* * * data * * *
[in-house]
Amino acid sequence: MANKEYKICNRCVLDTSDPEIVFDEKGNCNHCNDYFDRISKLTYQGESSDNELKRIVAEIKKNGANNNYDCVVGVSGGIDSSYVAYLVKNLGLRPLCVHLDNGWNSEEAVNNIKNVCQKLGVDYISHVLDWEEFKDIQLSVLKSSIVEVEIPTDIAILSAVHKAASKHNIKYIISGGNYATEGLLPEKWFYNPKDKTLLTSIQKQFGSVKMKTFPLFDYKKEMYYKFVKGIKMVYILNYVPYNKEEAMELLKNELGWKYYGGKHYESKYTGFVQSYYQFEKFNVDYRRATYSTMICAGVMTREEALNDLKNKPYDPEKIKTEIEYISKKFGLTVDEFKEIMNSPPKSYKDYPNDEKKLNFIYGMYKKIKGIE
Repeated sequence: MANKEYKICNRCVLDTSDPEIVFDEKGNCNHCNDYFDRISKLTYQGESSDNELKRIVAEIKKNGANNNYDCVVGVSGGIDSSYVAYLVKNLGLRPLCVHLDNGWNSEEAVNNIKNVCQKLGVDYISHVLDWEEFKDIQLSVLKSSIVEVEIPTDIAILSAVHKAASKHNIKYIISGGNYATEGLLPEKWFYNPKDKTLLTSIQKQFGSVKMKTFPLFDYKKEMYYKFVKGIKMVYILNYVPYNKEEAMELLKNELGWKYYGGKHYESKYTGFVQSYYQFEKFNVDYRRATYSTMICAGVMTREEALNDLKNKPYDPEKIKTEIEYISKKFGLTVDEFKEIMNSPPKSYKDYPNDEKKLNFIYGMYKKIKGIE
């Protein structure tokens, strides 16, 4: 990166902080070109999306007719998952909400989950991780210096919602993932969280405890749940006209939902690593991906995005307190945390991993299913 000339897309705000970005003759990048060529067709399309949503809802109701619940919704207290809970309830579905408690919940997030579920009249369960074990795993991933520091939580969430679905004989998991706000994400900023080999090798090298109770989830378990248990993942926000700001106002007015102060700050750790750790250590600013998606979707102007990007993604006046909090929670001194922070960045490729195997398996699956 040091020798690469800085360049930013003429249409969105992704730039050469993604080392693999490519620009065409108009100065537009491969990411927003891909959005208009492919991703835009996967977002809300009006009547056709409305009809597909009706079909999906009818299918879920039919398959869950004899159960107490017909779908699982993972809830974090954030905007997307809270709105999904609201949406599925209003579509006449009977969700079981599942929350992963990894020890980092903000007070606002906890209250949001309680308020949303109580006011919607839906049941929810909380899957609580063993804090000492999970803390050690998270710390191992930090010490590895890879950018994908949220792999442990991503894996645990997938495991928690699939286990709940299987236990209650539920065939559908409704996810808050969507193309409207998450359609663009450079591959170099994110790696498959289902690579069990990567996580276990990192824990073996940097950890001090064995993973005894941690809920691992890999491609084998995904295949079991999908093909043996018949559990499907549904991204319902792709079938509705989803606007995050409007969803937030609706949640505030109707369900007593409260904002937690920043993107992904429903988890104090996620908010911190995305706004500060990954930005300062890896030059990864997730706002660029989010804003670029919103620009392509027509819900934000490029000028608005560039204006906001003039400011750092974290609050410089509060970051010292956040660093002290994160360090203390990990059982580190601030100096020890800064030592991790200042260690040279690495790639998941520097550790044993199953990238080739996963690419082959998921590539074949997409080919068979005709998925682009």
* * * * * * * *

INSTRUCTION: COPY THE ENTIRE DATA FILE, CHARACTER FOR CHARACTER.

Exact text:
[in-house]
Amino acid sequence: MANKEYKICNRCVLDTSDPEIVFDEKGNCNHCNDYFDRISKLTYQGESSDNELKRIVAEIKKNGANNNYDCVVGVSGGIDSSYVAYLVKNLGLRPLCVHLDNGWNSEEAVNNIKNVCQKLGVDYISHVLDWEEFKDIQLSVLKSSIVEVEIPTDIAILSAVHKAASKHNIKYIISGGNYATEGLLPEKWFYNPKDKTLLTSIQKQFGSVKMKTFPLFDYKKEMYYKFVKGIKMVYILNYVPYNKEEAMELLKNELGWKYYGGKHYESKYTGFVQSYYQFEKFNVDYRRATYSTMICAGVMTREEALNDLKNKPYDPEKIKTEIEYISKKFGLTVDEFKEIMNSPPKSYKDYPNDEKKLNFIYGMYKKIKGIE
Repeated sequence: MANKEYKICNRCVLDTSDPEIVFDEKGNCNHCNDYFDRISKLTYQGESSDNELKRIVAEIKKNGANNNYDCVVGVSGGIDSSYVAYLVKNLGLRPLCVHLDNGWNSEEAVNNIKNVCQKLGVDYISHVLDWEEFKDIQLSVLKSSIVEVEIPTDIAILSAVHKAASKHNIKYIISGGNYATEGLLPEKWFYNPKDKTLLTSIQKQFGSVKMKTFPLFDYKKEMYYKFVKGIKMVYILNYVPYNKEEAMELLKNELGWKYYGGKHYESKYTGFVQSYYQFEKFNVDYRRATYSTMICAGVMTREEALNDLKNKPYDPEKIKTEIEYISKKFGLTVDEFKEIMNSPPKSYKDYPNDEKKLNFIYGMYKKIKGIE
């Protein structure tokens, strides 16, 4: 990166902080070109999306007719998952909400989950991780210096919602993932969280405890749940006209939902690593991906995005307190945390991993299913 000339897309705000970005003759990048060529067709399309949503809802109701619940919704207290809970309830579905408690919940997030579920009249369960074990795993991933520091939580969430679905004989998991706000994400900023080999090798090298109770989830378990248990993942926000700001106002007015102060700050750790750790250590600013998606979707102007990007993604006046909090929670001194922070960045490729195997398996699956 040091020798690469800085360049930013003429249409969105992704730039050469993604080392693999490519620009065409108009100065537009491969990411927003891909959005208009492919991703835009996967977002809300009006009547056709409305009809597909009706079909999906009818299918879920039919398959869950004899159960107490017909779908699982993972809830974090954030905007997307809270709105999904609201949406599925209003579509006449009977969700079981599942929350992963990894020890980092903000007070606002906890209250949001309680308020949303109580006011919607839906049941929810909380899957609580063993804090000492999970803390050690998270710390191992930090010490590895890879950018994908949220792999442990991503894996645990997938495991928690699939286990709940299987236990209650539920065939559908409704996810808050969507193309409207998450359609663009450079591959170099994110790696498959289902690579069990990567996580276990990192824990073996940097950890001090064995993973005894941690809920691992890999491609084998995904295949079991999908093909043996018949559990499907549904991204319902792709079938509705989803606007995050409007969803937030609706949640505030109707369900007593409260904002937690920043993107992904429903988890104090996620908010911190995305706004500060990954930005300062890896030059990864997730706002660029989010804003670029919103620009392509027509819900934000490029000028608005560039204006906001003039400011750092974290609050410089509060970051010292956040660093002290994160360090203390990990059982580190601030100096020890800064030592991790200042260690040279690495790639998941520097550790044993199953990238080739996963690419082959998921590539074949997409080919068979005709998925682009």